Dr David’s Tips : Common Newborn Ailments

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Dr David’s Tips for Nappy Rash, Teething & Sticky Eye

Nappy Rash

Both my babies have had nappy rash, and I see a lot of it in the general practice setting. There’s such a huge spectrum of what you might see when you open your baby’s nappy. Nappy rash can vary from just a bit of redness around the baby’s bottom, to severe, weeping, infected skin which may spread into the creases of the baby’s thighs and up towards the genitals.

Current medical guidelines do not support putting cream on your baby’s bottom daily to prevent nappy rash, but there is no harm in applying cream daily if you feel this helps. Some brands of wipes may irritate the skin, so you may want to consider using cotton wool and water or changing brands.

To treat nappy rash medical evidence is supportive of:

  • ‘Nappy-free time’ for babies with mild nappy-rash. TIP – put them on a towel or incontinence sheet. However, if this is not helping, there are plenty of creams out there which can:
  • Bepanthen or Zinc with castor oil are some of the recommendations. Remember to spread them thinly as the skin won’t be able to breathe if there is a thick layer
  • Metanium ointment is good for mild to moderate nappy rash. Watch out this yellow paste really stains clothes!

For anything worse than this it may be worth seeing your GP or Pharmacist who can help guide you. Medical professionals may recommend some mild steroid cream or ointment, or even an antifungal cream as severe nappy rash is often due to thrush. Nappy rash is often worse when babies are unwell or teething. If you are concerned, please speak to a healthcare professional.

Teething

Is my baby teething? Could it be teething? Is teething the answer to everything? This is a common topic and most parents are concerned about the effect teething will have on their baby.

Teething is a normal process and babies usually start teething any time between 4-7 months. The bottom two teeth usually come through first. Babies start drooling at about 2-3 months, and this is often misconceived as a sign of teething. In fact, this is because a baby’s salivary glands start working at this stage. Then, when they put everything in their mouths, this is thought to be teething too, when in fact this is more than likely developmental; babies explore everything with their mouths.

So, what are the signs of teething? Medical professional opinion is that teething causes pain only for about 3-4 days before the time a tooth emerges. Signs include:

  • Swollen gums, or the gum may turn white over the tooth.
  • Cheeks are often flushed, and they may get a mild rise in temperature.
  • Increased drooling may cause a rash to their chin/face, and nappy rash sometimes gets worse at this time. They may be more irritable than normal, BUT this could also be a sign they are unwell so please look out for other signs of sickness and, if concerned, seek advice from a health professional.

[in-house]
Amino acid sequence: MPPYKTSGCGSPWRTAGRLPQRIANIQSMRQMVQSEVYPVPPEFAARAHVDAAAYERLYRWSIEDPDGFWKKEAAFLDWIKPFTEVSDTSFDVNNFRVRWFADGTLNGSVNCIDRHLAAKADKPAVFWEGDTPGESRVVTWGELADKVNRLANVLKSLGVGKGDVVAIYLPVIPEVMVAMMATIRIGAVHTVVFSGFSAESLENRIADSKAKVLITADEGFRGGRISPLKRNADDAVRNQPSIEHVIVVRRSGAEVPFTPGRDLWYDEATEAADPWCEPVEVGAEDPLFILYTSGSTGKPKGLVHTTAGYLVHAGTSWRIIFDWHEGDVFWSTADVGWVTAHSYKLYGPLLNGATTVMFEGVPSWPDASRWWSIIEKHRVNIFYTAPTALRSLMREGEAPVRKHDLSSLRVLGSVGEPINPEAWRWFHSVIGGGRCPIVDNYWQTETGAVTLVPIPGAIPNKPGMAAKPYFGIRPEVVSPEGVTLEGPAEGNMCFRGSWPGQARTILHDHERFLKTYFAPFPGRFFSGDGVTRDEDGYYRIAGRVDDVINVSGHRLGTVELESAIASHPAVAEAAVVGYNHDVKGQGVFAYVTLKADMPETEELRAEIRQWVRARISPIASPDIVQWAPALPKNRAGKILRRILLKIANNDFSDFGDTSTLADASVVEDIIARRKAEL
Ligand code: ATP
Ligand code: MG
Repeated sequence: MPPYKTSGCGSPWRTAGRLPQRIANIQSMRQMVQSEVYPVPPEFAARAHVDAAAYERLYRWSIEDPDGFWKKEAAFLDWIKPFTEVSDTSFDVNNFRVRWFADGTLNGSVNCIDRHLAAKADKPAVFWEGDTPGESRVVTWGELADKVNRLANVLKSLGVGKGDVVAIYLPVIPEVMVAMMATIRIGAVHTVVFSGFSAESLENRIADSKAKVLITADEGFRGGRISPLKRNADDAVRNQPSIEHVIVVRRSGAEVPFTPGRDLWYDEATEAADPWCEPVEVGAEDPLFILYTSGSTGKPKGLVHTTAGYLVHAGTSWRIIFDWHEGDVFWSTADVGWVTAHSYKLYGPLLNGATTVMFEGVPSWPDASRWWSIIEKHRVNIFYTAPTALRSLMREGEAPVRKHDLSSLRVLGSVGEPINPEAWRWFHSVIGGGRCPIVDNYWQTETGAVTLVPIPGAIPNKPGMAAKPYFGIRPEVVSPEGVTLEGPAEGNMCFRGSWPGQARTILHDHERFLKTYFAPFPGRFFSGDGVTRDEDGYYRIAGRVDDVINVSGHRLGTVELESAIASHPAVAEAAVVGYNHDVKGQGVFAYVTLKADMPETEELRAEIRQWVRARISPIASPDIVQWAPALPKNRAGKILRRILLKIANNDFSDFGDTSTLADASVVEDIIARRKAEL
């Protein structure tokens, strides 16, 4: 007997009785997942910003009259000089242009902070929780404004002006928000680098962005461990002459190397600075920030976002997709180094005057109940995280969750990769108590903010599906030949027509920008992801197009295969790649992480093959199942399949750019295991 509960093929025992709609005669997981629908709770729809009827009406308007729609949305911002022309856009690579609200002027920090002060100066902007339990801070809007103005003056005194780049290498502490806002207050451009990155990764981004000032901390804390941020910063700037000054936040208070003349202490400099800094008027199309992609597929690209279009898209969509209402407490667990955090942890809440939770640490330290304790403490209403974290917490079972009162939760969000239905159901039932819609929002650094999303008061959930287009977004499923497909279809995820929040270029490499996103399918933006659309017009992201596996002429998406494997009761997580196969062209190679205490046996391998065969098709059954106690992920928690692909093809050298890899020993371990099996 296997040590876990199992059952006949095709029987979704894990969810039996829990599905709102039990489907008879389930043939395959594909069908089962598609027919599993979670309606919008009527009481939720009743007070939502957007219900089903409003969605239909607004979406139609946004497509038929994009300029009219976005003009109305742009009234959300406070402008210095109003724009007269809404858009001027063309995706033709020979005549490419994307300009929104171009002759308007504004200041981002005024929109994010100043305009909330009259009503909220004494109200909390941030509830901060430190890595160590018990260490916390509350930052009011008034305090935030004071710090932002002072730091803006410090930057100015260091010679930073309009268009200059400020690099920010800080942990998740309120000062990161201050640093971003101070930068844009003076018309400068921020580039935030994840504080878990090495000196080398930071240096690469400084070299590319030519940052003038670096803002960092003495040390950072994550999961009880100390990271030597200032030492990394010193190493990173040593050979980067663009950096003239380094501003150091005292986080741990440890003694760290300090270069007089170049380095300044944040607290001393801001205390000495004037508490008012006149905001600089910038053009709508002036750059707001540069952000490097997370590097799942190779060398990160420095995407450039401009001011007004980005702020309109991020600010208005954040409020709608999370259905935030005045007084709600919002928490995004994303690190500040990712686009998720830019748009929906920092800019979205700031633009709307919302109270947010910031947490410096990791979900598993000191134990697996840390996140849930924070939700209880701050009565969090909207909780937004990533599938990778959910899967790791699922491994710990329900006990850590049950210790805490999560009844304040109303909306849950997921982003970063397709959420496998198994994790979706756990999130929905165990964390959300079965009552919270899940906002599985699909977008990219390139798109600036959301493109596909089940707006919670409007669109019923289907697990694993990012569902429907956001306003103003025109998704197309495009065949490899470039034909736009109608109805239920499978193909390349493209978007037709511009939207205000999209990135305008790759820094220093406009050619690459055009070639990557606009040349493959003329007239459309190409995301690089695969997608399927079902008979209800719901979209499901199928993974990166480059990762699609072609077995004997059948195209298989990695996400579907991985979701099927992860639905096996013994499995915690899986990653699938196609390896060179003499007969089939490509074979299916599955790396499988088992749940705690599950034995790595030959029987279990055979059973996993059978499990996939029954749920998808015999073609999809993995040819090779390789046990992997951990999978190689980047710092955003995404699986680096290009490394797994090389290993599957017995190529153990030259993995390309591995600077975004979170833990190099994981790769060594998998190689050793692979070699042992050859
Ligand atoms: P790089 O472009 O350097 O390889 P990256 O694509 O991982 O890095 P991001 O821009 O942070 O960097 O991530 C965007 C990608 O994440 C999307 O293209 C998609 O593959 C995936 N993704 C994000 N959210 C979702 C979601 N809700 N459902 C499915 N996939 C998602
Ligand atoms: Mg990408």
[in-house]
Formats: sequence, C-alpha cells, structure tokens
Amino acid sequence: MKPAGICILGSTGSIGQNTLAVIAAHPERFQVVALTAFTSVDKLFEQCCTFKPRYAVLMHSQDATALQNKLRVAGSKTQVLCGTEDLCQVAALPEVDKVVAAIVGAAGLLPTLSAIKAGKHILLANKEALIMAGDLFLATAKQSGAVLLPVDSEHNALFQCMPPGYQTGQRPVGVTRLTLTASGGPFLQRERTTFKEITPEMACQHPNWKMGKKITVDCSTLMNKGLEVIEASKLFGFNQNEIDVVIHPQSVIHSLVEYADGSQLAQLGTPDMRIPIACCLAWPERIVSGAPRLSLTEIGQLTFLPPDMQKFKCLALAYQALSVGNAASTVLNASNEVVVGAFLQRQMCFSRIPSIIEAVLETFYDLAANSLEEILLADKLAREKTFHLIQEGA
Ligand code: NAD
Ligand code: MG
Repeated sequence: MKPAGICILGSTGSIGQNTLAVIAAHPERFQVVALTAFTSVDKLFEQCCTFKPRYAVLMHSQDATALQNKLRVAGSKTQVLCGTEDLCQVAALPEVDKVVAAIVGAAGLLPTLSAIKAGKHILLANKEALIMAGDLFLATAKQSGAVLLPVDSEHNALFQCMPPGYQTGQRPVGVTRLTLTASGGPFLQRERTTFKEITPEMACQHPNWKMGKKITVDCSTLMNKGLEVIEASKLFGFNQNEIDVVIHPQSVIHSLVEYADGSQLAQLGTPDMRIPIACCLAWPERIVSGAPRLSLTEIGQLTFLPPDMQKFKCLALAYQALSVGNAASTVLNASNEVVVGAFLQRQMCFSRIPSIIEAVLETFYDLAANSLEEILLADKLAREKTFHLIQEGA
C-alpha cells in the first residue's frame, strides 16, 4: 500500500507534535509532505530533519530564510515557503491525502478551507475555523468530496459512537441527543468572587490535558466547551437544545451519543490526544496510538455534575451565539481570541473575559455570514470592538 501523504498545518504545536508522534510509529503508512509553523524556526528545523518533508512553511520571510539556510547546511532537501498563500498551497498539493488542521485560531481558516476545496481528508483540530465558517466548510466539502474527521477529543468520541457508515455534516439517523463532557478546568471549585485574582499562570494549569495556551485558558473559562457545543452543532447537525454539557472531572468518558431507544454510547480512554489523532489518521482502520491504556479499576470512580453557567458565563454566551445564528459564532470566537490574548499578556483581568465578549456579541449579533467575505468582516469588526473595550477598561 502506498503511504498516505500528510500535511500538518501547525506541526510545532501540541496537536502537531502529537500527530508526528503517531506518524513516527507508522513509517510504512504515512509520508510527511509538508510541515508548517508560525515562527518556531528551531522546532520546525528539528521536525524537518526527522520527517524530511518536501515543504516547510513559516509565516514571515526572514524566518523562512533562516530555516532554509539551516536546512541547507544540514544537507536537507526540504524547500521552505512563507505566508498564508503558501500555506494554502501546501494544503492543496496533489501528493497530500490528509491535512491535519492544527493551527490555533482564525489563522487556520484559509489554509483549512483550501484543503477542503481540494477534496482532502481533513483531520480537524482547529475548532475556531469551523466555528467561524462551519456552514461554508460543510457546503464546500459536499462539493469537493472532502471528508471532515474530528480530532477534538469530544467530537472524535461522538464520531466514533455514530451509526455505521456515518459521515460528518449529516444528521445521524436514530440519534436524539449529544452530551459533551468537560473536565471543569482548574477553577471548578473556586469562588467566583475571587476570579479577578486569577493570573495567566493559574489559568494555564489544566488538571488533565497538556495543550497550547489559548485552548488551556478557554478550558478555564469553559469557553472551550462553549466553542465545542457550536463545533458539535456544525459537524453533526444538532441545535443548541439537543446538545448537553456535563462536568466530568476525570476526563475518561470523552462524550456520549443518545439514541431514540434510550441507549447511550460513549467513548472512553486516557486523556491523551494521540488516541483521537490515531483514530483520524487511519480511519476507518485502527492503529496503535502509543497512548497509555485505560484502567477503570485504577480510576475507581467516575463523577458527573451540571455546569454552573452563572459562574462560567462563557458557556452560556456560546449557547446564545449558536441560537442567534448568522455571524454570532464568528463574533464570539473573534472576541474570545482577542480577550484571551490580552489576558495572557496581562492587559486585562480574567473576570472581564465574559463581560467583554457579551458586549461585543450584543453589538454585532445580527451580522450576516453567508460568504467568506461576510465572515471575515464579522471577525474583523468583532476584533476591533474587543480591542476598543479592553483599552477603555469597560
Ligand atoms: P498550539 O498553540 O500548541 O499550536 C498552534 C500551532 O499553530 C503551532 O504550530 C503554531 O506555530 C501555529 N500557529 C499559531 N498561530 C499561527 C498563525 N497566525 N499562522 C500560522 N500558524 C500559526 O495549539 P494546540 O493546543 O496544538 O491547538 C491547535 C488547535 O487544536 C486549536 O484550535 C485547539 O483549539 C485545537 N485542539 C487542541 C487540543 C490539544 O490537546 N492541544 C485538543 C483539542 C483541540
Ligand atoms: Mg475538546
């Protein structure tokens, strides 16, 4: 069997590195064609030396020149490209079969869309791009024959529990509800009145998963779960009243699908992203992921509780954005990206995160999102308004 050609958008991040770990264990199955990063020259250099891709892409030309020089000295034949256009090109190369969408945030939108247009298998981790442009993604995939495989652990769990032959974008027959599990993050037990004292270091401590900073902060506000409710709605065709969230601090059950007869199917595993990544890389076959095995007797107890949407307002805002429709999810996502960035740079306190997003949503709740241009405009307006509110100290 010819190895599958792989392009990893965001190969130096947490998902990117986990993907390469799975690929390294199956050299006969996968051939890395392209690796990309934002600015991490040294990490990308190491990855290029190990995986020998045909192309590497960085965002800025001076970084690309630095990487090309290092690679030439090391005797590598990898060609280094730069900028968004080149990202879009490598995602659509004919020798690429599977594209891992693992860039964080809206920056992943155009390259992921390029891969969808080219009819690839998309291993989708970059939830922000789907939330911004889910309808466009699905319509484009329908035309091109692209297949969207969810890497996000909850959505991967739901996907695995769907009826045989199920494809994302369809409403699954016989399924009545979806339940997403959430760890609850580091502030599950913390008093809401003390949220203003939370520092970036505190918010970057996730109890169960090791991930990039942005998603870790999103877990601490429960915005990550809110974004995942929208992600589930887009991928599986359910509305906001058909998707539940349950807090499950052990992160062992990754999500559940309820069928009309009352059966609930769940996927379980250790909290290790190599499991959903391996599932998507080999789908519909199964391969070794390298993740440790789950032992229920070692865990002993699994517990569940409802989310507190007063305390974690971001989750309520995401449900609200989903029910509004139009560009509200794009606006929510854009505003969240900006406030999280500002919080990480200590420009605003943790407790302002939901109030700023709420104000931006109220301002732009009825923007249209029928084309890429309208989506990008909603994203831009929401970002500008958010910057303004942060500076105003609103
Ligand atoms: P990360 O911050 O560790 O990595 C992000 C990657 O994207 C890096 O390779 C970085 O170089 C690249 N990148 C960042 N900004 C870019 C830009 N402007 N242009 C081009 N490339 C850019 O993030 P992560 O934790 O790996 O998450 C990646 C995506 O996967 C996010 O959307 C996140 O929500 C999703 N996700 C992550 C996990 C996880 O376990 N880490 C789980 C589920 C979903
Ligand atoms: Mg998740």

What can be done? Provide a cool teething ring or a cold clean flannel/muslin for the baby to bite down on. We do not advise teething gels, especially those containing local anaesthetic or salicylate (a product like aspirin which is not allowed for children). Calpol/nurofen can be given if the baby is in distress with signs that a tooth is emerging.

Sticky Eye – Is it conjunctivitis?

New-born babies often have ‘blocked’ tear-ducts (about 1 in 5 babies) and this may cause them to have watery or sticky eyes. This can be both eyes or one. Parents might worry that the baby has an eye infection. In fact, this is normal in many babies and simply wiping sticky eyes with cool boiled water and cotton wool will do the trick. You can also massage the baby’s tear ducts (next to the upper part of the nose) which may help open them up. They usually open in the first few weeks to months of life. If the ducts do not open for more than a year, your GP may refer you to a specialist.

Actual eye infection can happen in new-borns as well as older babies. Signs of eye infection may be:

  • Redness in the whites of the eye; swollen eye lids
  • Yellow or even slightly green crust on the eye lashes
  • It may be hard to get the eye to open and when you do the eye ball usually looks red
  • If your baby has signs of infection it is important to go to your GP. This can affect both eyes and is usually contagious. It is important not to share towels and wash your hands regularly. Your GP may prescribe eye drops and may occasionally take a swab.
Dr Laura David works in General Practice in North London and has a wealth of experience in Paediatrics and Obstetrics. With two children of her own she is in the perfect position to help you prepare for your baby’s health journey. Contact doctorlauradavid@gmail.com to book Your Baby’s Health workshop at home or at a venue near you. @yourbabyshealth 07793022475.

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